Dictionary » L » Levers



1. (Science: mechanics) a rigid piece which is capable of turning about one point, or axis (the fulcrum), and in which are two or more other points where forces are applied; used for transmitting and modifying force and motion. Specif, a bar of metal, wood, or other rigid substance, used to exert a pressure, or sustain a weight, at one point of its length, by receiving a force or power at a second, and turning at a third on a fixed point called a fulcrum. It is usually named as the first of the six mechanical powers, and is three kinds, according as either the fulcrum f, the weight W, or the power P. Respectively, is situated between the other two, as in the figures.

2. (Science: machinery) a bar, as a capstan bar, applied to a rotatory piece to turn it. An arm on a rock shaft, to give motion to the shaft or to obtain motion from it. Compound lever, a machine consisting of two or more levers acting upon each other. Lever escapement. See escapement. Lever jack. See jack. Lever watch, a watch having a vibrating lever to connect the action of the escape wheel with that of the balance. Universal lever, a machine formed by a combination of a lever with the wheel and axle, in such a manner as to convert the reciprocating motion of the lever into a continued rectilinear motion of some body to which the power is applied.

Origin: oe. Levour, OF. Leveor, prop, a lifter, fr. F. Lever to raise, L. Levare; akin to levis light in weight, E. Levity, and perh. To E. Light not heavy: cf. F. Levier. Cf. Alleviate, Elevate, Leaven, Legerdemain, levy.

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Re: mutations and dependencies

... also think of the specific function as an interaction of vague functions. Many complicated machines are actually made of relatively simple parts. Levers, wheels, axles, and pulleys aren't very complex on their own, but you can use them to make complicated things. The similar concept articulated ...

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by wildfunguy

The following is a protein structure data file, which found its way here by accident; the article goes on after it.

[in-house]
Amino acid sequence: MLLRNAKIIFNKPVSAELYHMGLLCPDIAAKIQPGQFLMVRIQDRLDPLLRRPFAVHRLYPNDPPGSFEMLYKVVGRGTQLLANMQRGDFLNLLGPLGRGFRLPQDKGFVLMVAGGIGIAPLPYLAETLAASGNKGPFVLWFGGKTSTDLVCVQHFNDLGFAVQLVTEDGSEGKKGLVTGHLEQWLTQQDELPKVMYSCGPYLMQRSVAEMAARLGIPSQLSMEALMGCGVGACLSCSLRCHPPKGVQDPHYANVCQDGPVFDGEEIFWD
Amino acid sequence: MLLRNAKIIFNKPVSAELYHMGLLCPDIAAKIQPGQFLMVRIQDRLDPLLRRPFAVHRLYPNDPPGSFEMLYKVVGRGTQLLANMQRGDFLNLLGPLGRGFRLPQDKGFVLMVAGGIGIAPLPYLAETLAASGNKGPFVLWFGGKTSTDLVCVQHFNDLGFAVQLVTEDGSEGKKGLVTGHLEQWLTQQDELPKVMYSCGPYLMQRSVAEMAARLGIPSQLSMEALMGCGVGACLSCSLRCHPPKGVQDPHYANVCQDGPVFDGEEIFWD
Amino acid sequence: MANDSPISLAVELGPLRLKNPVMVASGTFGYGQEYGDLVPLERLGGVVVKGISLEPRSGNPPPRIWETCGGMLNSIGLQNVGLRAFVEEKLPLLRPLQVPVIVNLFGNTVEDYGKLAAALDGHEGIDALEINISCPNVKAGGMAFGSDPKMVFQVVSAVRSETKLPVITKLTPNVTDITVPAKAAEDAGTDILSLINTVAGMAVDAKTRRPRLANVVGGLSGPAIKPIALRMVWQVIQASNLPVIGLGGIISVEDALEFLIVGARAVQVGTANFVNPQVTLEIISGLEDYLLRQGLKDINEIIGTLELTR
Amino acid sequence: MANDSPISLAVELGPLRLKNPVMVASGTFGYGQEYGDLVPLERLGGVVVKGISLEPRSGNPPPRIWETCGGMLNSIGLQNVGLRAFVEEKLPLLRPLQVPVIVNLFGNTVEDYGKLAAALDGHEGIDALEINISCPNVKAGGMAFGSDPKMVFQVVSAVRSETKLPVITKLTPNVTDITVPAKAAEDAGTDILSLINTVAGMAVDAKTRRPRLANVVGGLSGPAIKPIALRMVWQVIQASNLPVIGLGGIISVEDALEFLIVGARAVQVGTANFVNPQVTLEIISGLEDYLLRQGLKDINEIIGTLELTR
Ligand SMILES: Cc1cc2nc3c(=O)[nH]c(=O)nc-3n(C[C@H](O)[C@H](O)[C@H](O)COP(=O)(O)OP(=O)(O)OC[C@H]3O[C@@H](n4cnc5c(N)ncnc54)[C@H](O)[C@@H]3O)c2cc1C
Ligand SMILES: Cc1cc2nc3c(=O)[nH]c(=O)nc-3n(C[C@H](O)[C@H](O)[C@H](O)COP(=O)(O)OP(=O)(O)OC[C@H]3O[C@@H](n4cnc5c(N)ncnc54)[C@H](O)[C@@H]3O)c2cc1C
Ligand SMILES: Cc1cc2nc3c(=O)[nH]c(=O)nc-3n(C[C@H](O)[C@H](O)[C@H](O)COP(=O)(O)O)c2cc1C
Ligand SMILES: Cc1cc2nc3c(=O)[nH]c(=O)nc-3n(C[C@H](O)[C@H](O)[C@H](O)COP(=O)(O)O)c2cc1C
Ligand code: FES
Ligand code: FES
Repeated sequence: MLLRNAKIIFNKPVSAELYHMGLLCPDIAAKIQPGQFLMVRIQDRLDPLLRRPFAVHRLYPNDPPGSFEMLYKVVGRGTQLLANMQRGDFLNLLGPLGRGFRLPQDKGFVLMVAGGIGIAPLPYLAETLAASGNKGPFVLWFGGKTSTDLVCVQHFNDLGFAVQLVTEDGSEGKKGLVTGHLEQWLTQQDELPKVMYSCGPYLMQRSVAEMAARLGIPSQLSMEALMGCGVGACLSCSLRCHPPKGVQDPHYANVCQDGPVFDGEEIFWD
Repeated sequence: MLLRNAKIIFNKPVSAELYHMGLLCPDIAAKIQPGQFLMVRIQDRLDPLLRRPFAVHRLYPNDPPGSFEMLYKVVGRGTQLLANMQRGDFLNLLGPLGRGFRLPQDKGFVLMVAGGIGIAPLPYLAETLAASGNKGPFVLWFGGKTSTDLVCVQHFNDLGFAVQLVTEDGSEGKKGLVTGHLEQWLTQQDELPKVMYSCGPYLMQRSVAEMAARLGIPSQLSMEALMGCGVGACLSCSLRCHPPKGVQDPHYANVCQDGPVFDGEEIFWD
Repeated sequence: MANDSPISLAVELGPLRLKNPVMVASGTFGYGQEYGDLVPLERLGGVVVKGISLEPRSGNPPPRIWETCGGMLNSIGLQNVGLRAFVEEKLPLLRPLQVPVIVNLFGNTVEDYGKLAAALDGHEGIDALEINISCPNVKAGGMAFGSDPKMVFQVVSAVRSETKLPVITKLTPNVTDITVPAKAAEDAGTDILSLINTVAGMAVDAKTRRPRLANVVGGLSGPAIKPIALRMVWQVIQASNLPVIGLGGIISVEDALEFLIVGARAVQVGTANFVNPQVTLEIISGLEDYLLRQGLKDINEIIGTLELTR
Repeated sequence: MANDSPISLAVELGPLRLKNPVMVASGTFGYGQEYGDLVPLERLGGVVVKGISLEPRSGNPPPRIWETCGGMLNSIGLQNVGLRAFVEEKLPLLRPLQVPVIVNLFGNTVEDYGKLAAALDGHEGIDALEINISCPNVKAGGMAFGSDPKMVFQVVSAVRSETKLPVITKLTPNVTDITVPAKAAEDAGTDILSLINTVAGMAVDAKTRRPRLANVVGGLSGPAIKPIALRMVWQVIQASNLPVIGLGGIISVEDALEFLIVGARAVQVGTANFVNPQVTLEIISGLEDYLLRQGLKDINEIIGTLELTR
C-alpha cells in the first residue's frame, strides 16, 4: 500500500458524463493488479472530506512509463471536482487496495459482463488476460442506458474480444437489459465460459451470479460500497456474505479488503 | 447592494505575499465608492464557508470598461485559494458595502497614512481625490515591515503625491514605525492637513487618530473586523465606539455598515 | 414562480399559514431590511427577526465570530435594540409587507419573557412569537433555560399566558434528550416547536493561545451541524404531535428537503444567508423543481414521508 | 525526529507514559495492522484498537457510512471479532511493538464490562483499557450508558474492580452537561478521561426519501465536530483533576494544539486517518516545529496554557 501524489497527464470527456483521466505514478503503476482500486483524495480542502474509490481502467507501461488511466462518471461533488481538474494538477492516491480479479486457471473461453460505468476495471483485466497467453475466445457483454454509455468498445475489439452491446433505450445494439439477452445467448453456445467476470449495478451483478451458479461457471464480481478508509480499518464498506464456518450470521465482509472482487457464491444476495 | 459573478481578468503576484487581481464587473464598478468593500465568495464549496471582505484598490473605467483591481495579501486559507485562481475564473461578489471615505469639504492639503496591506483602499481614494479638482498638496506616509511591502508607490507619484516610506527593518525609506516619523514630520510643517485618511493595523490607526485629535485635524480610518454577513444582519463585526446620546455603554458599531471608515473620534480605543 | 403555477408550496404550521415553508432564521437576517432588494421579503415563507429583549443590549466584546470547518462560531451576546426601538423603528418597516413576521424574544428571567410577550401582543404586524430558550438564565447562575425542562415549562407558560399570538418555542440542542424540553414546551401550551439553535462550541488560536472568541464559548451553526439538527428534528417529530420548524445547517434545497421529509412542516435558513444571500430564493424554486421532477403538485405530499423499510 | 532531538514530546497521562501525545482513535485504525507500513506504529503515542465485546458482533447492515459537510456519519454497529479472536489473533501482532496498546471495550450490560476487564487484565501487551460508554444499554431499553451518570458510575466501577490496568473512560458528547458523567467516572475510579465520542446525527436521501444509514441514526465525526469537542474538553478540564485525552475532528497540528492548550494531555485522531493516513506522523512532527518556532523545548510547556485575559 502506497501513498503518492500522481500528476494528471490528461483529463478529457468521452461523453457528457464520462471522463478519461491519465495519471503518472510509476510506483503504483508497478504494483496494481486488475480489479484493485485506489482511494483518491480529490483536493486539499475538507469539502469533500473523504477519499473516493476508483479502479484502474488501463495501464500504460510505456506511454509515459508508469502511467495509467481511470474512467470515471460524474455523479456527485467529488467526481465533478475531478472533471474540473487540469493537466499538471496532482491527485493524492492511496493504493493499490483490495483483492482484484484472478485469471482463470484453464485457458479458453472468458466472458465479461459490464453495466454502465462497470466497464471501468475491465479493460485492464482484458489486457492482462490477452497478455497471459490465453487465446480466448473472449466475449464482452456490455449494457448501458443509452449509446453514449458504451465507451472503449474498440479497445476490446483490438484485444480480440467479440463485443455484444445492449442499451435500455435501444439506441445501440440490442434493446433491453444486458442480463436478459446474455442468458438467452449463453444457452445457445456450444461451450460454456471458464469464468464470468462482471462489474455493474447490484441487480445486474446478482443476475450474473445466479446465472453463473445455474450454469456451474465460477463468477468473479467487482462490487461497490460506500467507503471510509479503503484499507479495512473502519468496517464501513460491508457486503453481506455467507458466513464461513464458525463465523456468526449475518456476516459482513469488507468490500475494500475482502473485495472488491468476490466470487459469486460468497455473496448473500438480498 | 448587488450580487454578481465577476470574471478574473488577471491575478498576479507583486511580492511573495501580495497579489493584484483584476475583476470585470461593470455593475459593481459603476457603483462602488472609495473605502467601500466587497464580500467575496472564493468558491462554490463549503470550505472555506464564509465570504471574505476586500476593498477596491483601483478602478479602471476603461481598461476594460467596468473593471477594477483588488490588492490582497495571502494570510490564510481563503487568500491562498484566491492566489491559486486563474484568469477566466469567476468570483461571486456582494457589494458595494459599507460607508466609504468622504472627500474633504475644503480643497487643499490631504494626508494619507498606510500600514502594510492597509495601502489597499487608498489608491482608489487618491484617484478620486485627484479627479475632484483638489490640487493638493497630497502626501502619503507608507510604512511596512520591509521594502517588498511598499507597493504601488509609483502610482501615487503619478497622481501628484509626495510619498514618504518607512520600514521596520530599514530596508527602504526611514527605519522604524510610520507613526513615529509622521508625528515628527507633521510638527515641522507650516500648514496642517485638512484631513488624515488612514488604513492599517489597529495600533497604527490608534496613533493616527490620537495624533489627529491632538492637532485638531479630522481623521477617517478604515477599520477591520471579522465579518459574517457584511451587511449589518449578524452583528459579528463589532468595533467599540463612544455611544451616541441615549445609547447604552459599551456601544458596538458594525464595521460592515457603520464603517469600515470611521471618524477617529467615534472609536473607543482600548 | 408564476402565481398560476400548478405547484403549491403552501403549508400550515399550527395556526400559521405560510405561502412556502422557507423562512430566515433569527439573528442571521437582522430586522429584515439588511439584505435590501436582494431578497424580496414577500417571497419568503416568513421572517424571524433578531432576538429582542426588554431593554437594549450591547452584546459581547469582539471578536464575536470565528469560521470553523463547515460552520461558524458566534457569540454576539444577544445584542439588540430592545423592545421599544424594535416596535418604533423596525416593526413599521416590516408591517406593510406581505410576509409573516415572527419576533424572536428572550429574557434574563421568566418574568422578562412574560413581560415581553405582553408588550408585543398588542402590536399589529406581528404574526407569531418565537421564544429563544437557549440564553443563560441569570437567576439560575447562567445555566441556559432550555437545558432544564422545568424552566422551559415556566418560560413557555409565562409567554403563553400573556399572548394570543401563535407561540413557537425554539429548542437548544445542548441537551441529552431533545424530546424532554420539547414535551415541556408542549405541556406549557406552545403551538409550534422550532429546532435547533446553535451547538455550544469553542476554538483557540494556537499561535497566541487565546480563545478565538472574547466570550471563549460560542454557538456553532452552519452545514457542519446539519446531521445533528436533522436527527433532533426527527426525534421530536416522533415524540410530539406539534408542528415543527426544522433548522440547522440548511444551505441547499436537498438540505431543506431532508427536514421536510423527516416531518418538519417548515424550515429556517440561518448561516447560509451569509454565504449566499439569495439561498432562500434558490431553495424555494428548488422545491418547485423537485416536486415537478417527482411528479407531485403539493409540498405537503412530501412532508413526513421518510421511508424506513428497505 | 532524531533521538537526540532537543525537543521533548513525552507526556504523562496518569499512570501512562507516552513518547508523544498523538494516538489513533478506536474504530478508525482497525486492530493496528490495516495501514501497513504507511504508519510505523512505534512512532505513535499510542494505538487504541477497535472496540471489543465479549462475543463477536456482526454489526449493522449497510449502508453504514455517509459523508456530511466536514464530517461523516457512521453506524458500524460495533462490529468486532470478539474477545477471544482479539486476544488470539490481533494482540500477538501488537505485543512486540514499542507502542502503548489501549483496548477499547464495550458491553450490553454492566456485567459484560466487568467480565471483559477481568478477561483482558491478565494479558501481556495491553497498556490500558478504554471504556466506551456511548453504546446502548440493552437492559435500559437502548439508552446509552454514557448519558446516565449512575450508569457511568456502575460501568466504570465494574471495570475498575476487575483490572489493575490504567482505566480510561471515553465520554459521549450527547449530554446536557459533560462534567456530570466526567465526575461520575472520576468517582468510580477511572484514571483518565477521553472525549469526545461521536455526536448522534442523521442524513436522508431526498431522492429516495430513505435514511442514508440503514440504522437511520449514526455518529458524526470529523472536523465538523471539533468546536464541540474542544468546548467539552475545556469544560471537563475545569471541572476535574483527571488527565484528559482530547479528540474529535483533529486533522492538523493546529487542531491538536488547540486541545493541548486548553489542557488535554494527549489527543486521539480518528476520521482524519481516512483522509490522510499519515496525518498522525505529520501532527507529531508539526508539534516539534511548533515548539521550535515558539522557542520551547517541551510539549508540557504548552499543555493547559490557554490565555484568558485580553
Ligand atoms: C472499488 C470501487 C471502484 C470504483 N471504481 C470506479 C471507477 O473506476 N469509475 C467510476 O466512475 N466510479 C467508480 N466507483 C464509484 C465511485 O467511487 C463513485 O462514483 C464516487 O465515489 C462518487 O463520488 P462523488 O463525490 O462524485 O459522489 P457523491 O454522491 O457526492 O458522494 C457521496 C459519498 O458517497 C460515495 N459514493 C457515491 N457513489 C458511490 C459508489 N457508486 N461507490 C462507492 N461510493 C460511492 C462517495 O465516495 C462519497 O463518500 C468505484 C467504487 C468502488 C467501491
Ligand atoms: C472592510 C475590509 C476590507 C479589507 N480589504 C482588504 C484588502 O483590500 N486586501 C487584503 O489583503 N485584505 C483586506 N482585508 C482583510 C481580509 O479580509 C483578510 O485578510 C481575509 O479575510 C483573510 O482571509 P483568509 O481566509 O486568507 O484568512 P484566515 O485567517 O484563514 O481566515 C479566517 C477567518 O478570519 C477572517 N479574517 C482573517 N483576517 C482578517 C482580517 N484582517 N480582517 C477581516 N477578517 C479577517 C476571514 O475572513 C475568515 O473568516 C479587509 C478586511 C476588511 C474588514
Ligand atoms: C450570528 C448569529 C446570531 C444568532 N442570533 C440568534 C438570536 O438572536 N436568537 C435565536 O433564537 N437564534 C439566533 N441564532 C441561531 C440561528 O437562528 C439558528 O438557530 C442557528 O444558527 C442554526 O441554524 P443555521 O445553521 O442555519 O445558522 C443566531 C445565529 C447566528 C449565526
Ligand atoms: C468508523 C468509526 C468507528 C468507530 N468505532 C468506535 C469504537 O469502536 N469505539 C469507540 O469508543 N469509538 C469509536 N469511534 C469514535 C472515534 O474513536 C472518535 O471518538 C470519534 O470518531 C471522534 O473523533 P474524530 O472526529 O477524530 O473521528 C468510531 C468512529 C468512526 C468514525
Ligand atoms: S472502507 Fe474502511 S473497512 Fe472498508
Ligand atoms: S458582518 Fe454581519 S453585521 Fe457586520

Sun Feb 17, 2013 8:33 pm
Forum: Evolution
Topic: mutations and dependencies
Replies: 29
Views: 28404

Re: (Facilitated Diffusion), Carrier protein.

... enough, you need some significant force. If the energy barrier is low enough, a little thermal wiggle might be sufficient. You've encountered levers (perhaps electrical switches) that contain a spring so that the lever can be on one end-position or the other (say, left or right) but you must ...

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by jonmoulton
Fri Jun 24, 2011 4:29 pm
Forum: Cell Biology
Topic: (Facilitated Diffusion), Carrier protein.
Replies: 3
Views: 10475

Is abiogenisis natuarally possible?

... all on its own?!! Intelligent Design does become very tempting! I can see why some folk just can't believe there wasn't someone pulling nano-levers!! The cell really is a seriously impressive piece of natural engineering. :)

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by Julie5
Tue Dec 14, 2010 8:53 am
Forum: Evolution
Topic: Is abiogenisis natuarally possible?
Replies: 10
Views: 12418

Please help me calculate velocity.

Is this assuming the ball describes a simple arc centered on the shoulder? That's not how a ball is thrown, there are a bunch of levers moving at different speeds - just watch a video and try to figure out how much comes from the shoulder, the elbow, the twist of the forearm, the wrist, ...

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by Darby
Sat Oct 09, 2010 2:29 pm
Forum: Physiology
Topic: Please help me calculate velocity.
Replies: 3
Views: 6261

The Colin Leslie Dean species paradox

... nerves and synapses. Another disagreed, and exclaimed that it had to have been a mechanical engineer who designed the human body. The system of levers and pulleys is ingenious. "No," the third student said, "you're both wrong. The human body was designed by an architect. Who else ...

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by futurezoologist
Fri Jun 12, 2009 12:33 pm
Forum: Evolution
Topic: The Colin Leslie Dean species paradox
Replies: 135
Views: 186406
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